It is a truth universally acknowledged that a teacher approaching the end of the school year must be in dire need of summer break.
– Not Jane Austen, but close
This spring, the end of the school year crept up on me. I spent months being in denial that we had blown past spring break and were approaching the end of the year. At the start of May, a piece of me still imagined I’d get to continue for weeks more with my students, exploring this or that topic.
(I’m confident none of them envisioned spending their summers that way.)
At the end of May, I completed my sixth year as a high school teacher. I’ve now spent as many years teaching as I spent working on my PhD. There is something really cool about that, and also totally impossible to think that it’s been a dozen years since I began grad school.
In these six years, I’ve approached summer a variety of ways. I’ve chaperoned trips, done PD weeks at various programs, drafted a book, presented at a conference, and spent a little downtime with family.
Every single year has also involved a lot of lesson planning, at least in the last two weeks. It’s just what I do: I get my head away from school a bit, breathe, and come back to planning courses when everything is a little fresher in my mind.
Last year, I was exhausted when June hit. This year was different. A lot of my colleagues were exhausted, physically and emotionally. I should have been exhausted, too: it’s certainly where I was in January and in February and even before spring break in March. But when the students left this past May, I was ready to look ahead to next year. I usually don’t do a lot of prep in June, but this year, I wanted to work on things while they were fresh in my mind and I was energized.
In the month of June, I was on campus almost every single weekday, keeping pretty close to usual school hours (plus some). In part, I went to campus each day because my son’s preschool is only a couple of miles from there (our house is much further away, and I do afternoon pickup). I get a quiet place to work, surrounded by books and space, and I maximize my work time since it takes only 5-10 minutes to get to the preschool (instead of leaving 30 minutes in advance from home).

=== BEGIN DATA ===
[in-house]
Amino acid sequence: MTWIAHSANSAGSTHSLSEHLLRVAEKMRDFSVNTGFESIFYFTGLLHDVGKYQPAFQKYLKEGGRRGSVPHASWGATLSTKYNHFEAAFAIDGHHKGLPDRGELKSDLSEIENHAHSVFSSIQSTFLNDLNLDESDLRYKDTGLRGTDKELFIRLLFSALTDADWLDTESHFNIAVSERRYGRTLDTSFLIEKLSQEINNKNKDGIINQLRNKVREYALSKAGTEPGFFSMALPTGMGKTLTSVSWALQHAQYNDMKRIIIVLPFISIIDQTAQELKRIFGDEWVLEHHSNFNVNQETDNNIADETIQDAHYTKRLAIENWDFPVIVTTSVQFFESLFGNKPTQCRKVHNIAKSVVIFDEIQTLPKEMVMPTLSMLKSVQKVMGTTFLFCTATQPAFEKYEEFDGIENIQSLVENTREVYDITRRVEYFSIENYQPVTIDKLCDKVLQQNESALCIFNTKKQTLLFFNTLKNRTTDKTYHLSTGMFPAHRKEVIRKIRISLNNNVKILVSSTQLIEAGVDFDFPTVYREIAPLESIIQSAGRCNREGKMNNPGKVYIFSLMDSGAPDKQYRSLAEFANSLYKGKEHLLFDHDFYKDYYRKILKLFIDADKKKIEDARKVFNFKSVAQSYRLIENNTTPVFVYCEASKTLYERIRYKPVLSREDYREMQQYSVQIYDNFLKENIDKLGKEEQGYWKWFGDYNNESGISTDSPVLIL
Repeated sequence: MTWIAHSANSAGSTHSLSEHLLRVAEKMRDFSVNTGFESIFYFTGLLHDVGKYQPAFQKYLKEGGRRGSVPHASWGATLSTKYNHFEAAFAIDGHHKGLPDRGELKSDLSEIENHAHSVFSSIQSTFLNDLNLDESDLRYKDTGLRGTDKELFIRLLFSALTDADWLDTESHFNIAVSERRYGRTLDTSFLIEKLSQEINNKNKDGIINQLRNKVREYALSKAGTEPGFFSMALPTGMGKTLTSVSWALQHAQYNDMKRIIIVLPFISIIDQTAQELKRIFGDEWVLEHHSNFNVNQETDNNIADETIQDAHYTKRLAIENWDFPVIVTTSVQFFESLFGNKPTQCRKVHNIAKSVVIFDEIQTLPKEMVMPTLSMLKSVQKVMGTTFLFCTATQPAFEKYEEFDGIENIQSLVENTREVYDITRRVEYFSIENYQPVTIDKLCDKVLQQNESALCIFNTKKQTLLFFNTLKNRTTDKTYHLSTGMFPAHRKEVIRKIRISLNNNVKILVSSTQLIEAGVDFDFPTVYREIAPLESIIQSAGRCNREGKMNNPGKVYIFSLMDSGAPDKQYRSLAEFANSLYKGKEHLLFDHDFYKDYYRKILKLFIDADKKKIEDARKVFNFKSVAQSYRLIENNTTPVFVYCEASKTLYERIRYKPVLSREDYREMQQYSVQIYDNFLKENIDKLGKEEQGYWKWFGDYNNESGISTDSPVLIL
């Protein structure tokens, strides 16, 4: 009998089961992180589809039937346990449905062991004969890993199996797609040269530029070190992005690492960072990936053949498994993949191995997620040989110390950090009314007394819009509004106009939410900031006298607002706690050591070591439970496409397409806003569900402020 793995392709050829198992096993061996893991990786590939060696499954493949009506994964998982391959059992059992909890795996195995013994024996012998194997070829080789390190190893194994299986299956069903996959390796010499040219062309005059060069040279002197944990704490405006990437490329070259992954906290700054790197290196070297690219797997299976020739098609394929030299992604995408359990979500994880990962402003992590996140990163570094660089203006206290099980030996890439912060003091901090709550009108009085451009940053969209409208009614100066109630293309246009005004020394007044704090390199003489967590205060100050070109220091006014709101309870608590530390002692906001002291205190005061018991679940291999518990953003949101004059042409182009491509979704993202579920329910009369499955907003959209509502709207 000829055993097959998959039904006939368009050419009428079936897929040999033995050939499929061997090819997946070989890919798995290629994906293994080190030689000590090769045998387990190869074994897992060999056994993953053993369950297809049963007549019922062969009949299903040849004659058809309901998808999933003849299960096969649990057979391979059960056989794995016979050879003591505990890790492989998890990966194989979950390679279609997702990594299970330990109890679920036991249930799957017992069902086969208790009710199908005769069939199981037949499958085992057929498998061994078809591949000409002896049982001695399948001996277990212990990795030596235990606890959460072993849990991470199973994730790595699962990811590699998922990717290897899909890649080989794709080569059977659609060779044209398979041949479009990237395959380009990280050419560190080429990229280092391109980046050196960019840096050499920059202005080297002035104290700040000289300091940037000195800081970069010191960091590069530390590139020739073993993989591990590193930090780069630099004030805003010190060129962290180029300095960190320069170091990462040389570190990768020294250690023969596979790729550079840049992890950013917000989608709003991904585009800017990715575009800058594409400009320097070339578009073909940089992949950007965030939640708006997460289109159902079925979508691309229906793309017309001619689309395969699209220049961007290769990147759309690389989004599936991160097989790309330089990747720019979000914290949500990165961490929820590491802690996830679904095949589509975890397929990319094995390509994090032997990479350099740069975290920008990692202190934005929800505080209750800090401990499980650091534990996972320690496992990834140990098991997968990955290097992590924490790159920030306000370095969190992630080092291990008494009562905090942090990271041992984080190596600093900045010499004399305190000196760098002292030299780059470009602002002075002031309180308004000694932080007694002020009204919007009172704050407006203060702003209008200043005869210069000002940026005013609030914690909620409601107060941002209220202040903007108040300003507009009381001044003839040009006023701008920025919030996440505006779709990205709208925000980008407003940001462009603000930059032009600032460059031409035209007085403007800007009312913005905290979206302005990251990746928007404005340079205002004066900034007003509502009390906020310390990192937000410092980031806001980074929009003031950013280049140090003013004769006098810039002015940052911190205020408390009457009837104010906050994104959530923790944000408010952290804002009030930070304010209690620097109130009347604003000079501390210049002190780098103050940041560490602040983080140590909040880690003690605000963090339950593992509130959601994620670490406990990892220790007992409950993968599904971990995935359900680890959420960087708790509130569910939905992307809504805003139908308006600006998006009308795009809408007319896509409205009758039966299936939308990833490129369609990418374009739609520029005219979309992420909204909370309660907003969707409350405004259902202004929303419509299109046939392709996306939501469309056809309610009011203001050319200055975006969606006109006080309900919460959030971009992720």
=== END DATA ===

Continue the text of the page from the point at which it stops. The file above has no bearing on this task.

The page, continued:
Campus is quiet in the summer, but not totally silent. In addition to the summer camp kids running through the halls periodically, you eventually discover that you’re not the only one sneaking in a little work. A few other teachers snuck on to campus to get some work done, and some of the staff are still around (and happy to enjoy a good lunch elsewhere, like a local German-American restaurant, or all-you-can-eat sushi).
I love planning courses and classes in the summer because you get these uninterrupted stretches of thinking space: no assignments to grade, no classes to cover for someone else. No meetings with faculty or students, no daily obligations in between your classes. If you’re really good at getting stuff done without someone making you do it, well, summer is a magical time to imagine what the next year could be and start to build that reality.
I love what I do. Spending my time on campus this month – and a lot of spare time reading and thinking about courses – hasn’t felt like work. It’s just felt natural, and fun. Thinking about courses and how they’re organized, articulating the course standards, rethinking assessments, and setting goals and class plans? These are some of the fun puzzles that make me happy in my career.
So far, this summer is incredible. I haven’t yet accomplished the big goals I set for myself, but I’m discovering some good things that I think will help me be a better teacher next year.
No matter how we spend the summer, I hope that’s the goal all teachers have in mind.
Note: Tanya pre-wrote this entry because she’s chaperoning a school trip for two weeks. She looks forward to telling you more about it when she gets back in mid-July. This gives her plenty of time to fine-tune her courses for the fall, which she’s already itching to get back to.